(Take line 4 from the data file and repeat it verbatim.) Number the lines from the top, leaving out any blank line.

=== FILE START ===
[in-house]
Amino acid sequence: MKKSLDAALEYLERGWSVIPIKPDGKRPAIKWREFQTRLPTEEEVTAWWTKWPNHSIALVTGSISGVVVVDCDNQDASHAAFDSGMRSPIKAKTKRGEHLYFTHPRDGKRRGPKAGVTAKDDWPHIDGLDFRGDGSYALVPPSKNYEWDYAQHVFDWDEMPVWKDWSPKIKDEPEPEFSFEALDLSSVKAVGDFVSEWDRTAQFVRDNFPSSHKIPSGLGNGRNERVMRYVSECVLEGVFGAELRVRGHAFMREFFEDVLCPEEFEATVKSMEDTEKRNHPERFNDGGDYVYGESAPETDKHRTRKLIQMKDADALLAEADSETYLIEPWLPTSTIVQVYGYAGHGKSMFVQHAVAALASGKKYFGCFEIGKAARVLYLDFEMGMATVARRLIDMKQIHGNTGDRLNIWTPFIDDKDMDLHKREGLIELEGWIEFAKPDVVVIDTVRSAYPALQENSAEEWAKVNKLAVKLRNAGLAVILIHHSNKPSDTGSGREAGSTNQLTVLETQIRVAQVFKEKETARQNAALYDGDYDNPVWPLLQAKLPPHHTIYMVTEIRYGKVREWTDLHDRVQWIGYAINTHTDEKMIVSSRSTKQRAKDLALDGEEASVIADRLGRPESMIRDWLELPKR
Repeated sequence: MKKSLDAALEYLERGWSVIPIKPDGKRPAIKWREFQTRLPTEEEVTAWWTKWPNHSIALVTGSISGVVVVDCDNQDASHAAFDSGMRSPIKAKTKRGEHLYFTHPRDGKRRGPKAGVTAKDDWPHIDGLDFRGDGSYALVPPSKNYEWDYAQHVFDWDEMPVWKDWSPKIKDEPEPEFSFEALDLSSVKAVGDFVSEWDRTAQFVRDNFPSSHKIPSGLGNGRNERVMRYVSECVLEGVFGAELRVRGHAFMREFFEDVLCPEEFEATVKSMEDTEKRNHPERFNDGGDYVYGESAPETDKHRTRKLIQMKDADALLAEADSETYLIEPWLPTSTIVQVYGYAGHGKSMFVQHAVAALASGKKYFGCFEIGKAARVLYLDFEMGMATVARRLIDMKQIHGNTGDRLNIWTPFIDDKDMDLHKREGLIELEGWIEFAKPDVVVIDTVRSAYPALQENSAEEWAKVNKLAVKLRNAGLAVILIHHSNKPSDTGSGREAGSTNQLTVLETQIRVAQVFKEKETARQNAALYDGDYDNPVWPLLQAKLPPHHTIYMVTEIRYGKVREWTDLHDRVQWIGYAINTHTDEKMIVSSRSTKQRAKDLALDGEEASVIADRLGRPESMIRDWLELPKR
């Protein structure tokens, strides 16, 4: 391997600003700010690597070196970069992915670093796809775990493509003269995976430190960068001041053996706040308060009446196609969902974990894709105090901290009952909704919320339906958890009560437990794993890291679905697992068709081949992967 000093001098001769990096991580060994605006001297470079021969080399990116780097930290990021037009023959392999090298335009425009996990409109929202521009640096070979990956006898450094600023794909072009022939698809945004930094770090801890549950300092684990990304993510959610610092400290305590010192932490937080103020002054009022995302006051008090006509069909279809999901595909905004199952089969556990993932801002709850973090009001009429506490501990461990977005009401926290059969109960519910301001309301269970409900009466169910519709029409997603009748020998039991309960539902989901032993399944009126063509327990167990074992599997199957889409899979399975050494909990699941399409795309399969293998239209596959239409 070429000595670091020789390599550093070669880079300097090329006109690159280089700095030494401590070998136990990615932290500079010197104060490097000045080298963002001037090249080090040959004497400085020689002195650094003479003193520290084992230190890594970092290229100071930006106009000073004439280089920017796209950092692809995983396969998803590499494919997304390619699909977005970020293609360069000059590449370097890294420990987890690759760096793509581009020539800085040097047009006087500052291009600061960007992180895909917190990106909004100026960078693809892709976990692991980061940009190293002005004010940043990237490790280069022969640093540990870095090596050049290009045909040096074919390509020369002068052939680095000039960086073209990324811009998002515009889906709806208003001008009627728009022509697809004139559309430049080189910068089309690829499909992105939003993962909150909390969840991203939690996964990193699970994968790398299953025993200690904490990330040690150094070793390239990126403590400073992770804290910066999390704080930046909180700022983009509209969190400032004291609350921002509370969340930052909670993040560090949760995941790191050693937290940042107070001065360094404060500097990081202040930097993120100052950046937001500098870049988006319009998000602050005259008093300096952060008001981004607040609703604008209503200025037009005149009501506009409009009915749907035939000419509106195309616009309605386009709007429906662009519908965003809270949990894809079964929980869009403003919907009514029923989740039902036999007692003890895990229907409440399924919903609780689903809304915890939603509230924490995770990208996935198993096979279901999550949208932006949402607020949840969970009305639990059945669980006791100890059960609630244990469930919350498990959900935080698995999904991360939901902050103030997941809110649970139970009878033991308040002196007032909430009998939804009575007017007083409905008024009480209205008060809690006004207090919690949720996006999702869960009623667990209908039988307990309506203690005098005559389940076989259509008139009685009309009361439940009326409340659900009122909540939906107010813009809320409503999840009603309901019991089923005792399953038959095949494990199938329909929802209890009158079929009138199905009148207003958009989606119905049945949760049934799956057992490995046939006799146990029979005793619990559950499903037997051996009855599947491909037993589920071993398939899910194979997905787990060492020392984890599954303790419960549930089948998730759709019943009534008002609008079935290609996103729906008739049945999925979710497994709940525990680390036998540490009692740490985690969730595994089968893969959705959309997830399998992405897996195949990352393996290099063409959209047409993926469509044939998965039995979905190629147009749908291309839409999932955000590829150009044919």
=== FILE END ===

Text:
């Protein structure tokens, strides 16, 4: 391997600003700010690597070196970069992915670093796809775990493509003269995976430190960068001041053996706040308060009446196609969902974990894709105090901290009952909704919320339906958890009560437990794993890291679905697992068709081949992967 000093001098001769990096991580060994605006001297470079021969080399990116780097930290990021037009023959392999090298335009425009996990409109929202521009640096070979990956006898450094600023794909072009022939698809945004930094770090801890549950300092684990990304993510959610610092400290305590010192932490937080103020002054009022995302006051008090006509069909279809999901595909905004199952089969556990993932801002709850973090009001009429506490501990461990977005009401926290059969109960519910301001309301269970409900009466169910519709029409997603009748020998039991309960539902989901032993399944009126063509327990167990074992599997199957889409899979399975050494909990699941399409795309399969293998239209596959239409 070429000595670091020789390599550093070669880079300097090329006109690159280089700095030494401590070998136990990615932290500079010197104060490097000045080298963002001037090249080090040959004497400085020689002195650094003479003193520290084992230190890594970092290229100071930006106009000073004439280089920017796209950092692809995983396969998803590499494919997304390619699909977005970020293609360069000059590449370097890294420990987890690759760096793509581009020539800085040097047009006087500052291009600061960007992180895909917190990106909004100026960078693809892709976990692991980061940009190293002005004010940043990237490790280069022969640093540990870095090596050049290009045909040096074919390509020369002068052939680095000039960086073209990324811009998002515009889906709806208003001008009627728009022509697809004139559309430049080189910068089309690829499909992105939003993962909150909390969840991203939690996964990193699970994968790398299953025993200690904490990330040690150094070793390239990126403590400073992770804290910066999390704080930046909180700022983009509209969190400032004291609350921002509370969340930052909670993040560090949760995941790191050693937290940042107070001065360094404060500097990081202040930097993120100052950046937001500098870049988006319009998000602050005259008093300096952060008001981004607040609703604008209503200025037009005149009501506009409009009915749907035939000419509106195309616009309605386009709007429906662009519908965003809270949990894809079964929980869009403003919907009514029923989740039902036999007692003890895990229907409440399924919903609780689903809304915890939603509230924490995770990208996935198993096979279901999550949208932006949402607020949840969970009305639990059945669980006791100890059960609630244990469930919350498990959900935080698995999904991360939901902050103030997941809110649970139970009878033991308040002196007032909430009998939804009575007017007083409905008024009480209205008060809690006004207090919690949720996006999702869960009623667990209908039988307990309506203690005098005559389940076989259509008139009685009309009361439940009326409340659900009122909540939906107010813009809320409503999840009603309901019991089923005792399953038959095949494990199938329909929802209890009158079929009138199905009148207003958009989606119905049945949760049934799956057992490995046939006799146990029979005793619990559950499903037997051996009855599947491909037993589920071993398939899910194979997905787990060492020392984890599954303790419960549930089948998730759709019943009534008002609008079935290609996103729906008739049945999925979710497994709940525990680390036998540490009692740490985690969730595994089968893969959705959309997830399998992405897996195949990352393996290099063409959209047409993926469509044939998965039995979905190629147009749908291309839409999932955000590829150009044919």